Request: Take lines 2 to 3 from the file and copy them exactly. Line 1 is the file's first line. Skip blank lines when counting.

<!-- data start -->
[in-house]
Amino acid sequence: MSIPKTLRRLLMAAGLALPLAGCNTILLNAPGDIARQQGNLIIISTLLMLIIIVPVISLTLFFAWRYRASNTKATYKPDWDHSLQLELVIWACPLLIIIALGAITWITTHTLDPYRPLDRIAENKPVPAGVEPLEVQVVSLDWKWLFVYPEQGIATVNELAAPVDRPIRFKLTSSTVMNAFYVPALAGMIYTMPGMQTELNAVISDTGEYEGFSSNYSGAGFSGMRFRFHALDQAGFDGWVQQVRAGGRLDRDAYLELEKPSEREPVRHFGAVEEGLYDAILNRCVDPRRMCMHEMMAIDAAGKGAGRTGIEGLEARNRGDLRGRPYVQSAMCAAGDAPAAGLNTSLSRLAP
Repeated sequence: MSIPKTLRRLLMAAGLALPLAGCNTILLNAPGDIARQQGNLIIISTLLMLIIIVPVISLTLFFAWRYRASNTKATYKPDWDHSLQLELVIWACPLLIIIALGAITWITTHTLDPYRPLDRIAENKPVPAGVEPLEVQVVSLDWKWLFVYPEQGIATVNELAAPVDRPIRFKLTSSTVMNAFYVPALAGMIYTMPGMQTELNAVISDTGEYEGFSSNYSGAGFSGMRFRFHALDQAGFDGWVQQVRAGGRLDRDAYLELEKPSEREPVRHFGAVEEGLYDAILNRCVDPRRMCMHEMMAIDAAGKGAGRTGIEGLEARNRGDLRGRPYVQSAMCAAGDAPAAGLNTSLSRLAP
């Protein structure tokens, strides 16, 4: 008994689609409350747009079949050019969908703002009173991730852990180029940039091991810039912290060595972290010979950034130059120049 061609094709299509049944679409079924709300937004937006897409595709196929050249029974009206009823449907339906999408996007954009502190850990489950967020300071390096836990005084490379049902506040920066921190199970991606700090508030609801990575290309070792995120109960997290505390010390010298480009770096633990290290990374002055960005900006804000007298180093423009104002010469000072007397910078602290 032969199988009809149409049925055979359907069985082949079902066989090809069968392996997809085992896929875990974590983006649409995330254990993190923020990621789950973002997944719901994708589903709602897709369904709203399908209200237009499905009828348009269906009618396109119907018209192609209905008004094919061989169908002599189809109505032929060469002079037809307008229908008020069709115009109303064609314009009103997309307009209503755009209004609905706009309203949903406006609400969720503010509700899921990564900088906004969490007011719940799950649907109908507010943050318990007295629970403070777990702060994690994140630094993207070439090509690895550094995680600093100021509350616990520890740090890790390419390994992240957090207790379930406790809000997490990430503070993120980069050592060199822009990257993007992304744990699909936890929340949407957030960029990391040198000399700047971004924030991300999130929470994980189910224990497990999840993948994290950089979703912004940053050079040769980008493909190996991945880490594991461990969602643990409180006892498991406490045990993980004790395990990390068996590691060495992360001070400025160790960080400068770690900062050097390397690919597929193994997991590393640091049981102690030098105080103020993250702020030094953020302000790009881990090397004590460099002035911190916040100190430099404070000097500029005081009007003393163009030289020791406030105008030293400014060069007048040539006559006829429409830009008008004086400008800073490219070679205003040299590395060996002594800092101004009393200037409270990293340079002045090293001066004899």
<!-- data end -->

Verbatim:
Amino acid sequence: MSIPKTLRRLLMAAGLALPLAGCNTILLNAPGDIARQQGNLIIISTLLMLIIIVPVISLTLFFAWRYRASNTKATYKPDWDHSLQLELVIWACPLLIIIALGAITWITTHTLDPYRPLDRIAENKPVPAGVEPLEVQVVSLDWKWLFVYPEQGIATVNELAAPVDRPIRFKLTSSTVMNAFYVPALAGMIYTMPGMQTELNAVISDTGEYEGFSSNYSGAGFSGMRFRFHALDQAGFDGWVQQVRAGGRLDRDAYLELEKPSEREPVRHFGAVEEGLYDAILNRCVDPRRMCMHEMMAIDAAGKGAGRTGIEGLEARNRGDLRGRPYVQSAMCAAGDAPAAGLNTSLSRLAP
Repeated sequence: MSIPKTLRRLLMAAGLALPLAGCNTILLNAPGDIARQQGNLIIISTLLMLIIIVPVISLTLFFAWRYRASNTKATYKPDWDHSLQLELVIWACPLLIIIALGAITWITTHTLDPYRPLDRIAENKPVPAGVEPLEVQVVSLDWKWLFVYPEQGIATVNELAAPVDRPIRFKLTSSTVMNAFYVPALAGMIYTMPGMQTELNAVISDTGEYEGFSSNYSGAGFSGMRFRFHALDQAGFDGWVQQVRAGGRLDRDAYLELEKPSEREPVRHFGAVEEGLYDAILNRCVDPRRMCMHEMMAIDAAGKGAGRTGIEGLEARNRGDLRGRPYVQSAMCAAGDAPAAGLNTSLSRLAP